This may not sound significant or problematic, but consider what the parallel of this in a different class of objects, like numbers would be. Before doing anything, we’d have to assign a variable to the number! For example, we couldn’t just write 3*2, we’d have to write x=2; y=3; x*y. This may still not seem significant. After all, it’s only functions; people only have to define them occasionally.

I’d like to mention a theory that someone (Kelly Rose, one of the leaders — read teachers — of‘s math reading group) mentioned to me recently, that the reason two people (Newton and Leibniz) effectively simultaneously discovered calculus after people failed to for however many thousand years was that notation had developed that allowed for the discovery. (Interesting side note: this individual suggested that category theory may be the next big change.)

If this is theory is correct (and I’m not sure how we could every be certain) then it is the best example I can think of, of something I’ve been thinking about for several weeks: the importance of notation. (I’m using the term `notation’ loosely as including something that isn’t truly a new idea but is a new way of presenting the idea.)

It seems obvious to me that if one makes an idea difficult to represent, a person will avoid using it (or make an easier way to represent it). In some ways, this is applying the Sapir-Whorf hypothesis to things other than spoken language: the medium (traditional language, visualisation, notation, etc) of thinking effects the thoughts themselves. (If you’ve been nodding along, consider the effects English must be having on you mind; you may now wish to look at Lojban.)

I believe this is true, to an extent that I am probably failing to convey. (It’s why, for example, I find it deeply troubling that \pi isn’t defined as 2\pi: think about all the students who would have had a better understanding of trigonometry and more respect for math in general if it wasn’t for the fact that Pi Is Wrong.)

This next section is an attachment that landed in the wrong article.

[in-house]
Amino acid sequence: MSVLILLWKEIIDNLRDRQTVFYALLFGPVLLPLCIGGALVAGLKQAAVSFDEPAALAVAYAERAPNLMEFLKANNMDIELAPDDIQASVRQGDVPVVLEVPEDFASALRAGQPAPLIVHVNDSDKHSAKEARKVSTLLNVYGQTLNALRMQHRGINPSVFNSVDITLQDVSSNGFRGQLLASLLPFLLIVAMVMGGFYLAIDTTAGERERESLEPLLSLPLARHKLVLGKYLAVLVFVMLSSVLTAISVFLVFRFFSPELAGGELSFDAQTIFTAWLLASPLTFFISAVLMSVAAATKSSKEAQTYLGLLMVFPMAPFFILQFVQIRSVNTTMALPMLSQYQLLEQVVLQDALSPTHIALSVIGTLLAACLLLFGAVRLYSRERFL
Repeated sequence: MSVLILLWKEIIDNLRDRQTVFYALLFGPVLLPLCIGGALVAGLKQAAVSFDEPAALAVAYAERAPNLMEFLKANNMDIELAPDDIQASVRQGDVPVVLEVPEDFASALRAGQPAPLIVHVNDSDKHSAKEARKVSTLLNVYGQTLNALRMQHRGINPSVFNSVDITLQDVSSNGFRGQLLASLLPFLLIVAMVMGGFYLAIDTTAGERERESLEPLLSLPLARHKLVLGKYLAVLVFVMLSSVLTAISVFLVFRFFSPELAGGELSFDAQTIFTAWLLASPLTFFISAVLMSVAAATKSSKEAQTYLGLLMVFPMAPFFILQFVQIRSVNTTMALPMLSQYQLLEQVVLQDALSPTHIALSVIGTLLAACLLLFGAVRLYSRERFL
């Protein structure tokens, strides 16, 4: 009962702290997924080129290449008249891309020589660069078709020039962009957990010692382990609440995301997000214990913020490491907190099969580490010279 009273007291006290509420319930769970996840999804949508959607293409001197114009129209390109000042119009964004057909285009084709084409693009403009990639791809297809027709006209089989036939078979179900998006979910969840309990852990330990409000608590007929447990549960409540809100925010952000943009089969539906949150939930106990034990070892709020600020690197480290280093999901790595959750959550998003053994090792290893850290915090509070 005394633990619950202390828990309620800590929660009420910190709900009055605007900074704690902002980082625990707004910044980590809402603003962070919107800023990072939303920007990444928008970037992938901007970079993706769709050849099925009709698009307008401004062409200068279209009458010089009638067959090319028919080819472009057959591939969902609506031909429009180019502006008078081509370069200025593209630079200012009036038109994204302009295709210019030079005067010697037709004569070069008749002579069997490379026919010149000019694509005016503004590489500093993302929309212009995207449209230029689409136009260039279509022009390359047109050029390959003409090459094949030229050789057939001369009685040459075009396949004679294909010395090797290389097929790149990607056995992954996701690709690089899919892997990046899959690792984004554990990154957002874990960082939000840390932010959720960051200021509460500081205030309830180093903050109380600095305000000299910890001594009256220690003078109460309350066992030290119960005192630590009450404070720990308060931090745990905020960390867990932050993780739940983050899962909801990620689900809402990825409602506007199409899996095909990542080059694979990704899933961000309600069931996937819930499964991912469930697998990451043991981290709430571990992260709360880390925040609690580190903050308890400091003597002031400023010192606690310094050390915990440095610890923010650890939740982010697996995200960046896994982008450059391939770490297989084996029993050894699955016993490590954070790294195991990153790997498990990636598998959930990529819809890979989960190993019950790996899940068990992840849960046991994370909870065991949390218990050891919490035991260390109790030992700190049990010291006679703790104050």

But we’ve digressed. Back to functions. We need to ask, is there a way to avoid defining a variable when using functions. In fact there is: x \to .... For example, the following to statements are identical:

f(x)=x^2+3; f(2)

(x\to x^2+3)(2)

We call (x\to x^2+3) an anonymous function. Another notation for this is using lambda calculus. We represent a function with \lambda x. ~ .... For example, the earlier example would be (\lambda x . x^2+3).

This has endless usefullness in math. It can provide an ellegant way to represent the Mandelbrot set, for example:

\left\{x\in \mathbb{C}| \lim_{n\to\infty}(z\to z^2+x)^n(x)\neq\pm\infty\right\}

Translation for non-mathematicians: the set of complex numbers x such that if we square x, add x, square that and add x, and so on infinitely, we won’t end up with infinity.

We can also use this to define functions that return functions using it. For example, we can define the differential operator, \frac{d}{dx}:

\frac{d}{dx}(f) = (x \to \lim_{h\to 0} \frac{f(x+h)-f(x)}{h})

We can also use anonymous functions in programing. For example, python allows us to use lambda calculus in it. The following is perfectly valid:

>>> (lambda x: x*x +3)(2)